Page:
• The Wilderness Act: This act reserves the authority to designate wilderness areas exclusively to Congress. The District Court for the District of Wyoming determined that the Roadless Rule management of inventoried roadless areas amounts to de facto wilderness and thus usurps Congressional authority under the Wilderness Act.
• The National Forest Management Act (NFMA): Each national forest is to be managed in accordance with a comprehensive forest plan and no significant amendments to the plan may be adopted without analysis and public comment. The Roadless Rule amended the 2008 Amended TLMP without following the process set out in the NFMA.
• The Tongass Timber Reform Act (TTRA) of 1990: requires the Forest Service to “seek to provide a supply of timber from the TNF” which meets market demand; an amount determined to be 267 million board feet. Under the restrictions of the Roadless Rule, it would only be possible to harvest 50 mmbf – a shortfall of 73 to 77 mmbf. This takes away the Forest Service’s ability to exercise its discretion to meet market demand and thus effectively repeals Section 101 of the TTRA .
• The National Environment Policy Act (NEPA): This requires agencies to prepare an EIS that includes appropriate alternatives. The Forest Service limited alternatives to only those that precluded road construction, which resulted in insufficient alternatives such as exemptions for hydropower construction, geothermal construction, wind turbine construction and transmission lines. It also failed to consider mineral withdrawal exemptions because they were to be considered in the TLMP. NEPA was also violated because the Forest Service did not prepare a Supplemental Environmental Impact Statement to address the inclusion of the TNF before approving the FEIS

Intervenor’s Claims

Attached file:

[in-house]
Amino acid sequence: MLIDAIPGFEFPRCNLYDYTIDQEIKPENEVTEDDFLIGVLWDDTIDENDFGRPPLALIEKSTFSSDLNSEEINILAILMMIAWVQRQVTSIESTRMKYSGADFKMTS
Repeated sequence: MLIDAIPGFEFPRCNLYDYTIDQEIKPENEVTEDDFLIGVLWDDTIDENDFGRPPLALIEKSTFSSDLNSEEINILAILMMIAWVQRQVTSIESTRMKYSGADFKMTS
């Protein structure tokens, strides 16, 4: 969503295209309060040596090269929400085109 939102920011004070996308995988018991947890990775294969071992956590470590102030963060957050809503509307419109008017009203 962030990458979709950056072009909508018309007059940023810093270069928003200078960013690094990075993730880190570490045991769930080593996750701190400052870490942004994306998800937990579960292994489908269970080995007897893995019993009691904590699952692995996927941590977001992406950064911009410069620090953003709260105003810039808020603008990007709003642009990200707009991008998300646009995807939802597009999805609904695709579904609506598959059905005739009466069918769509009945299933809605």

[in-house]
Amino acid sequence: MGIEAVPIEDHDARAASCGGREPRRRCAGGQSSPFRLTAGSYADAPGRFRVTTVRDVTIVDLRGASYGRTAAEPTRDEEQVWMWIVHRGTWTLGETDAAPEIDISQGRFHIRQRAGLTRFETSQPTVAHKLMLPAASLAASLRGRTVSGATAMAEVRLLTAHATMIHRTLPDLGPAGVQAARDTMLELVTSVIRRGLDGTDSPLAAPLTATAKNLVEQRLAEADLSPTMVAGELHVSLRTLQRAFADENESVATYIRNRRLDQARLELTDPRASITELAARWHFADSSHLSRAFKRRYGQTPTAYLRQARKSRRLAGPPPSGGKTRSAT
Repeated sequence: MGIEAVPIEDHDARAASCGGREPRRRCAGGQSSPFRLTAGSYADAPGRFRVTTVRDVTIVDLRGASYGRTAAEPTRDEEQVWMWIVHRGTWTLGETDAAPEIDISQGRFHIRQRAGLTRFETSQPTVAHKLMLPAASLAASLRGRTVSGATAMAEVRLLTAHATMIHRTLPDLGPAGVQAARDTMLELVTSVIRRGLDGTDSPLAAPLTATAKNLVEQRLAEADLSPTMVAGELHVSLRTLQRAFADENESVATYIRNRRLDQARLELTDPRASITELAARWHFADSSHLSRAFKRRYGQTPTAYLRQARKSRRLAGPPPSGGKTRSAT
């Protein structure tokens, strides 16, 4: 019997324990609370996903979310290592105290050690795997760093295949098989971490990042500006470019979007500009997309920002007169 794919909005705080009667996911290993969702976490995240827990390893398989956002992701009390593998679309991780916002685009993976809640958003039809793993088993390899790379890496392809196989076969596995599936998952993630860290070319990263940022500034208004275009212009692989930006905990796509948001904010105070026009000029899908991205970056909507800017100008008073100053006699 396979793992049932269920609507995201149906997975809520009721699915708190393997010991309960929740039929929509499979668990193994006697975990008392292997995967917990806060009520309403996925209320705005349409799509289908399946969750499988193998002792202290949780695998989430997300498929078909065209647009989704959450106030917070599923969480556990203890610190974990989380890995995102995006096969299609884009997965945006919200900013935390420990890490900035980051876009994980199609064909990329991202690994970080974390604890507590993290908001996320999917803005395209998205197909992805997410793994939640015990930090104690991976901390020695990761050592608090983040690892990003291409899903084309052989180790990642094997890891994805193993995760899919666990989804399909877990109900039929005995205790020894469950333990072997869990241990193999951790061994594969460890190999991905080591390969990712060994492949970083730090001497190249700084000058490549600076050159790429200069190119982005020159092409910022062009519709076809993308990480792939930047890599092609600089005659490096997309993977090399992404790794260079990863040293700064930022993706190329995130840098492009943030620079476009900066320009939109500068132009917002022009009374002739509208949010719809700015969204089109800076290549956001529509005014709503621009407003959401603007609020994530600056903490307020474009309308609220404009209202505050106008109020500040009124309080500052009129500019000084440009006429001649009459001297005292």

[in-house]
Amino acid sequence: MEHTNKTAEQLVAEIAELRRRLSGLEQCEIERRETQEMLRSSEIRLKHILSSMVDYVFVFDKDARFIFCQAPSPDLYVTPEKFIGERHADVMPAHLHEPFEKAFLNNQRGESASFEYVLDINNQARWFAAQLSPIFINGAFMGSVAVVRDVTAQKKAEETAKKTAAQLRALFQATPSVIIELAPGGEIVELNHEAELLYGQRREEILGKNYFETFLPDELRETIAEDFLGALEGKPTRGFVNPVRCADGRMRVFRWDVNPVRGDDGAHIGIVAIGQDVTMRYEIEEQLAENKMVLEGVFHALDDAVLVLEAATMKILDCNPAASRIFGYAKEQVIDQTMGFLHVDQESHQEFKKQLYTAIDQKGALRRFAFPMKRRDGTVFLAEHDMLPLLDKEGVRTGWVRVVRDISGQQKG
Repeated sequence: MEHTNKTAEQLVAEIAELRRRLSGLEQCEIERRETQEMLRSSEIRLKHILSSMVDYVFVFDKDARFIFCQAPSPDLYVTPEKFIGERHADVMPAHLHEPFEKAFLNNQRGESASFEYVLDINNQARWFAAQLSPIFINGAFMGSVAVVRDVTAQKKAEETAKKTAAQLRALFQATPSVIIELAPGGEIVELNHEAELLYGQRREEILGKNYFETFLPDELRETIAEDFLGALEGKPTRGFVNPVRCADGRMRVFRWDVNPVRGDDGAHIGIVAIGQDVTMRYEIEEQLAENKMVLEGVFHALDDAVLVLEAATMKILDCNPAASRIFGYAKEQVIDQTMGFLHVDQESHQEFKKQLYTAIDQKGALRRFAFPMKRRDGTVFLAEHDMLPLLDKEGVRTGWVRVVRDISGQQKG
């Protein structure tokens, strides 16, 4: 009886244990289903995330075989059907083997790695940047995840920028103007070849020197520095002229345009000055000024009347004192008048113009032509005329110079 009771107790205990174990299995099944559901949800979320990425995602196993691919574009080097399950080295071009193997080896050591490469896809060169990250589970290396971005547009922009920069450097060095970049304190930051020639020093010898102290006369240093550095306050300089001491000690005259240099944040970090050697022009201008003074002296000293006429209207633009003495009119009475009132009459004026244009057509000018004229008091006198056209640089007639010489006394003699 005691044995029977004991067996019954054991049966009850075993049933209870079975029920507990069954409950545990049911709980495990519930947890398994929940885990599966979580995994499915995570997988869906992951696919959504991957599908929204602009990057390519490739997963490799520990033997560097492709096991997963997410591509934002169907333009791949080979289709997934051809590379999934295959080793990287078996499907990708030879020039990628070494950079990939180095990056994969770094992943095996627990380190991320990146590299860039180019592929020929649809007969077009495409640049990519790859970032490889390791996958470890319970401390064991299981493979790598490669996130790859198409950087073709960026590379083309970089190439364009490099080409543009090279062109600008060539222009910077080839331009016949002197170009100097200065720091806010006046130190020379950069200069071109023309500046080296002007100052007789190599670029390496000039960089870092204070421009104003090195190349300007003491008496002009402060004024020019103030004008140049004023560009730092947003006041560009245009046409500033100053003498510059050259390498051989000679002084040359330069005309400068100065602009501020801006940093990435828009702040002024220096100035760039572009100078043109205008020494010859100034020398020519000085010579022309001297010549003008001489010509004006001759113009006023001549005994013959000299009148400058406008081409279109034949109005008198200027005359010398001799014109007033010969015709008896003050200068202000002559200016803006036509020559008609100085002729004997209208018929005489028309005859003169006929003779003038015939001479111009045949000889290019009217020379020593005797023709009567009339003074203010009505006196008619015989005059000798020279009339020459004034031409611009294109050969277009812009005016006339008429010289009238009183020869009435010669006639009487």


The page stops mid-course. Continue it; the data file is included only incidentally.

• Because most SE communities are nearly surrounded on land by inventoried roadless areas of the TNF, the Roadless Rule significantly limits the ability of communities to develop road and utility connections that almost all other communities in the US take for granted.
• First Things First Alaska Foundation (FTF) is a nonprofit Alaska corporation organized for charitable and/or educational purposes. FTF members engage in natural resource development activities, natural resource development jobs, and natural resource related jobs on the Tongass National Forest in Southeast Alaska. Juneau is the headquarters office and bedroom community for two underground hardrock mines. Both of these mines are located within or are surrounded by IRAs. FTF members participate directly and indirectly in the economies of these two underground mines. FTF participated in the planning and permitting process for the latest of these mines to help educate the populous and others about the importance of development of that mine to the local and regional economy. Continued development of that mine and employment related to its expansion is vital to maintaining the current Juneau population in the face of declining revenues from declining Alaska oil production.
• FTF members participate directly and indirectly in renewable energy (hydro, geothermal, wind, tide, wave, and biomass) on the Tongass National Forest, none of which could be developed in the IRAs due to the 2001 Rule’s prohibitions on road and power line construction and distribution.
• FTF members also participate directly and indirectly in developing hydropower for export to the greater North American electrical grid via the Northern B.C. Hydro power line extension. If the many renewable hydroelectric power sites in Southeast Alaska were linked to the North American Grid, this extensive generating potential could be developed far beyond the power requirements of Southeast Alaska to the betterment of all North American consumers and the economic viability of the region. The inability to construct hydroelectric projects, roads, and power lines within the IRAs would cause the loss of this opportunity.

Other Intervenors

• Alaska Electric Light and Power
• Alaska Power and Telephone
• Alaska Marine Lines, Inc.
• Alaska Miners’ Association
• Citizens Pro Road
• City of Craig
• Durette Construction
• Hyak Mining Co
• Inside Passage Electric Cooperative
• Juneau Chamber of Commerce
• Ketchikan Gateway Borough
• Ketchikan Public Utilities
• Northwest Mining Association
• Southeast Roadbuilders, Inc.
• Southeast Stevedoring Corp
• Chris Gerondale

How to Contribute

• Donations are tax deductible.
• Donors can chose have their name and/or company name published as a proud supporter of First Things First Alaska Foundation.
• Checks can be mailed to PO Box 240206, Douglas AK 99824
• Credit card donations can be made (using Pay Pal) online at www.ftffoundation.org/contributions

Prepared by Mindy Rowland, Former Executive Director, First Things First Alaska Foundation, (907)209-1797